It is somewhat abandoned.
This post is a work in progress and represents my getting to understand how laziness works in haskell and how it affects performance. Summary of Laziness:
Lazy is good when:
Strict is good otherwise.
The key insight for me has been understanding that lazy evaluation means that functions take in a pointer to a thunk as arguments and then return a thunk as a value. Only looking inside those thunks inputs (via pattern matching or IO) actually forces anything.
This level of indirection improves composability, you can generate than reduce in a more modular fashion with only some constant overhead for holding on to thunks. The paper “why functional programming matters” has a great explanation of this.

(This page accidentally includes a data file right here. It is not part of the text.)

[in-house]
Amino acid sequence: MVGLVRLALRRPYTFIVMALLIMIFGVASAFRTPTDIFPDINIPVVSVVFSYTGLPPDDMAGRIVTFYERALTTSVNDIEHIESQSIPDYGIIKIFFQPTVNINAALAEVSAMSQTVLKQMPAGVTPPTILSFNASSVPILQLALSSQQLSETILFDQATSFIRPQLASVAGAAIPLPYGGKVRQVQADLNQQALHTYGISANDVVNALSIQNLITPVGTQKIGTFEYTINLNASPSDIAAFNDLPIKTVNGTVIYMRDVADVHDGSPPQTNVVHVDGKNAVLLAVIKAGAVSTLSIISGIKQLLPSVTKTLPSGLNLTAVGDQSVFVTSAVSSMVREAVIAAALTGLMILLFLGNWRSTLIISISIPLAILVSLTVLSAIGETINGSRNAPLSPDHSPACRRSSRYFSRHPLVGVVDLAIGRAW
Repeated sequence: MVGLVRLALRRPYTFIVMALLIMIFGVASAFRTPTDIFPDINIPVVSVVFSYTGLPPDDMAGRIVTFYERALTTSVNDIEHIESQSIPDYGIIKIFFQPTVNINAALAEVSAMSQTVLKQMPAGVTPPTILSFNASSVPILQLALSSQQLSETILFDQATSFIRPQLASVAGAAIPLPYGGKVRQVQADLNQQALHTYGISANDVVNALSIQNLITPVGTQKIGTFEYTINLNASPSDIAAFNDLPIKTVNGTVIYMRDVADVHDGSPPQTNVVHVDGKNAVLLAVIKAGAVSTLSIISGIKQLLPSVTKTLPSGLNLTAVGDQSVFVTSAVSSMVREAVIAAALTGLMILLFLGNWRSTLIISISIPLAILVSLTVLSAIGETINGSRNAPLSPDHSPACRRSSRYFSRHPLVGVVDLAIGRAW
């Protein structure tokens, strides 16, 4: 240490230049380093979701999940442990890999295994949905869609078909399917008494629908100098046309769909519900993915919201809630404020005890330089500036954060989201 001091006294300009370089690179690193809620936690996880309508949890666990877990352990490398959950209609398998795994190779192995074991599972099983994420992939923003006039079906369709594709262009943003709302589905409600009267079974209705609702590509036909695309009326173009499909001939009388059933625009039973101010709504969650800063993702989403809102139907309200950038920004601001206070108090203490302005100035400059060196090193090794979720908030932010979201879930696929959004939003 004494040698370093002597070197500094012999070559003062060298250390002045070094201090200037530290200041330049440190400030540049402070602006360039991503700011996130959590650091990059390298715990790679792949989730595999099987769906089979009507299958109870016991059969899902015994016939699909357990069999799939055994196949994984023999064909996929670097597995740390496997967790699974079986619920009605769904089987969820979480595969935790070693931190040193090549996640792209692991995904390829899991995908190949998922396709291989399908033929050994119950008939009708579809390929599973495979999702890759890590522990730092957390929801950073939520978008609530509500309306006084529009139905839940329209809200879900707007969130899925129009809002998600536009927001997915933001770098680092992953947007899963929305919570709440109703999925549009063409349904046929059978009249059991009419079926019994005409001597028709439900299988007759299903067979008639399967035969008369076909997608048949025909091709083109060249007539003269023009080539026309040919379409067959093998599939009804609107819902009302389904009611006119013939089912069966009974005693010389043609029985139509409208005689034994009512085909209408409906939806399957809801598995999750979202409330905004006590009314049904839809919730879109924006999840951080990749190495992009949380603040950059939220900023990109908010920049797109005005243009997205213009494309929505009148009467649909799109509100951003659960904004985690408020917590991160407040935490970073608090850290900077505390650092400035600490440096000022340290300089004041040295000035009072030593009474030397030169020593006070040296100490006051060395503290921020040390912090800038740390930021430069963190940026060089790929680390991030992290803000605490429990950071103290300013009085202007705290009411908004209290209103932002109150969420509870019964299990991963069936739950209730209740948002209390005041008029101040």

This all works because whenever you throw something away with i.e. f (a,) = a, the pointer to the thunk, that was never evaluated, and all the evaluations that follow from can get garbage collected away.
This how foldr can short-circuit on some lazy list, if a condition of f that is passed in doesn’t care about the rest of the list, then we are done.